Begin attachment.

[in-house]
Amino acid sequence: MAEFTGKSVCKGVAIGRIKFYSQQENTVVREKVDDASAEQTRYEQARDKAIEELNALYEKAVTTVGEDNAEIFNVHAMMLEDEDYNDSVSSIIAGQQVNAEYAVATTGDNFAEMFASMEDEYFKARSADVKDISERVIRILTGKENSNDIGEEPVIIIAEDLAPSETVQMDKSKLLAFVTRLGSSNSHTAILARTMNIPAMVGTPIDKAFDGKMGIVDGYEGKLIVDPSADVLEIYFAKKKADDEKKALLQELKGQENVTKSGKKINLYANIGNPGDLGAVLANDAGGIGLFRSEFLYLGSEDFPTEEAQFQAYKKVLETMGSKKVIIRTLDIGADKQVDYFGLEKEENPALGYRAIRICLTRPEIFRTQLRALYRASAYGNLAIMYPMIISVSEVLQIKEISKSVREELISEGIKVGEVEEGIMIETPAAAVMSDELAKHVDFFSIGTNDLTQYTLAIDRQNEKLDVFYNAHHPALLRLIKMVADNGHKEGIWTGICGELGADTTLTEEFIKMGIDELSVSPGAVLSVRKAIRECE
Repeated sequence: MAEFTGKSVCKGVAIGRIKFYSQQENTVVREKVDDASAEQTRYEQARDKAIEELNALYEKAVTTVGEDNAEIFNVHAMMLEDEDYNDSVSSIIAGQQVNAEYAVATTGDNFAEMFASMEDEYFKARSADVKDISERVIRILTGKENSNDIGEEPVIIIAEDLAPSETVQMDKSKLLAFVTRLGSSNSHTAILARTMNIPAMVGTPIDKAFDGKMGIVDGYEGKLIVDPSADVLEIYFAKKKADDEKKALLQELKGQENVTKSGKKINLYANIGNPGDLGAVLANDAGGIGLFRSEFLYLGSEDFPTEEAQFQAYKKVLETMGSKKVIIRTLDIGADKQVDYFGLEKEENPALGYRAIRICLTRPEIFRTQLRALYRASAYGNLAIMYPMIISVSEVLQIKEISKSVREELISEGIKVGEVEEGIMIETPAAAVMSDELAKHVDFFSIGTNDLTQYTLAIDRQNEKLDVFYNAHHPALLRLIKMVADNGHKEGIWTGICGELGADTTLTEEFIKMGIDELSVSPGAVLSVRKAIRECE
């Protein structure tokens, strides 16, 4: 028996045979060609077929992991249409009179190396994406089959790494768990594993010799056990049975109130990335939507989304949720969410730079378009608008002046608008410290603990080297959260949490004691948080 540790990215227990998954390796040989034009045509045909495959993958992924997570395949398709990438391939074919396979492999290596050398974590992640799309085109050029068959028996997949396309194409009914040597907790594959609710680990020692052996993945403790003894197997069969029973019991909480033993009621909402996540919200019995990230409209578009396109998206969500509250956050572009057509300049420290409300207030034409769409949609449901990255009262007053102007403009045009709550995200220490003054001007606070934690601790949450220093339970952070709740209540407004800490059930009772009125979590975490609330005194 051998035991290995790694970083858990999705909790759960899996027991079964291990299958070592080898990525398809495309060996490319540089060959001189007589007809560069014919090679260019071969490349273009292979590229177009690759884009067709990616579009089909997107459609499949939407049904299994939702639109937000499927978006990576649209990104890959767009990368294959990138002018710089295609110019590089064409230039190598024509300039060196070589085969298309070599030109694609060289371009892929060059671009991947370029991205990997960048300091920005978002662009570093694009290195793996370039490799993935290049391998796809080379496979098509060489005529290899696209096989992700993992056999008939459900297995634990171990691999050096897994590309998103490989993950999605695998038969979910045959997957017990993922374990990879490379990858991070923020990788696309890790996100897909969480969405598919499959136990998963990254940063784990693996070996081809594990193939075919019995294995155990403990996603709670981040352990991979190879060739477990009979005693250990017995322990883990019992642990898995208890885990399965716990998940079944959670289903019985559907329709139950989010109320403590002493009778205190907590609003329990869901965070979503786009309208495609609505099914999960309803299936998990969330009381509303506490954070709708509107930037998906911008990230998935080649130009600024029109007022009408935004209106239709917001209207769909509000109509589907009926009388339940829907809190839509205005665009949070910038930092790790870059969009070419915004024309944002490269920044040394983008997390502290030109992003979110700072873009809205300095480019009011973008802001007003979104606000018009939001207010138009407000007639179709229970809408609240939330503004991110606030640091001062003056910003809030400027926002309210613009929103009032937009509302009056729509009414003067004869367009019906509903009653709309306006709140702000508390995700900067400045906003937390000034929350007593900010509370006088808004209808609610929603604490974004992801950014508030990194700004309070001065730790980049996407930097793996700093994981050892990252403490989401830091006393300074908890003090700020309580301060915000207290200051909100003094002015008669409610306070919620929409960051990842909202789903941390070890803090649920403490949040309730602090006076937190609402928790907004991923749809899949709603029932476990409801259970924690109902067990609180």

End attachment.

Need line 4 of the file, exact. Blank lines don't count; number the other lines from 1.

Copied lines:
């Protein structure tokens, strides 16, 4: 028996045979060609077929992991249409009179190396994406089959790494768990594993010799056990049975109130990335939507989304949720969410730079378009608008002046608008410290603990080297959260949490004691948080 540790990215227990998954390796040989034009045509045909495959993958992924997570395949398709990438391939074919396979492999290596050398974590992640799309085109050029068959028996997949396309194409009914040597907790594959609710680990020692052996993945403790003894197997069969029973019991909480033993009621909402996540919200019995990230409209578009396109998206969500509250956050572009057509300049420290409300207030034409769409949609449901990255009262007053102007403009045009709550995200220490003054001007606070934690601790949450220093339970952070709740209540407004800490059930009772009125979590975490609330005194 051998035991290995790694970083858990999705909790759960899996027991079964291990299958070592080898990525398809495309060996490319540089060959001189007589007809560069014919090679260019071969490349273009292979590229177009690759884009067709990616579009089909997107459609499949939407049904299994939702639109937000499927978006990576649209990104890959767009990368294959990138002018710089295609110019590089064409230039190598024509300039060196070589085969298309070599030109694609060289371009892929060059671009991947370029991205990997960048300091920005978002662009570093694009290195793996370039490799993935290049391998796809080379496979098509060489005529290899696209096989992700993992056999008939459900297995634990171990691999050096897994590309998103490989993950999605695998038969979910045959997957017990993922374990990879490379990858991070923020990788696309890790996100897909969480969405598919499959136990998963990254940063784990693996070996081809594990193939075919019995294995155990403990996603709670981040352990991979190879060739477990009979005693250990017995322990883990019992642990898995208890885990399965716990998940079944959670289903019985559907329709139950989010109320403590002493009778205190907590609003329990869901965070979503786009309208495609609505099914999960309803299936998990969330009381509303506490954070709708509107930037998906911008990230998935080649130009600024029109007022009408935004209106239709917001209207769909509000109509589907009926009388339940829907809190839509205005665009949070910038930092790790870059969009070419915004024309944002490269920044040394983008997390502290030109992003979110700072873009809205300095480019009011973008802001007003979104606000018009939001207010138009407000007639179709229970809408609240939330503004991110606030640091001062003056910003809030400027926002309210613009929103009032937009509302009056729509009414003067004869367009019906509903009653709309306006709140702000508390995700900067400045906003937390000034929350007593900010509370006088808004209808609610929603604490974004992801950014508030990194700004309070001065730790980049996407930097793996700093994981050892990252403490989401830091006393300074908890003090700020309580301060915000207290200051909100003094002015008669409610306070919620929409960051990842909202789903941390070890803090649920403490949040309730602090006076937190609402928790907004991923749809899949709603029932476990409801259970924690109902067990609180």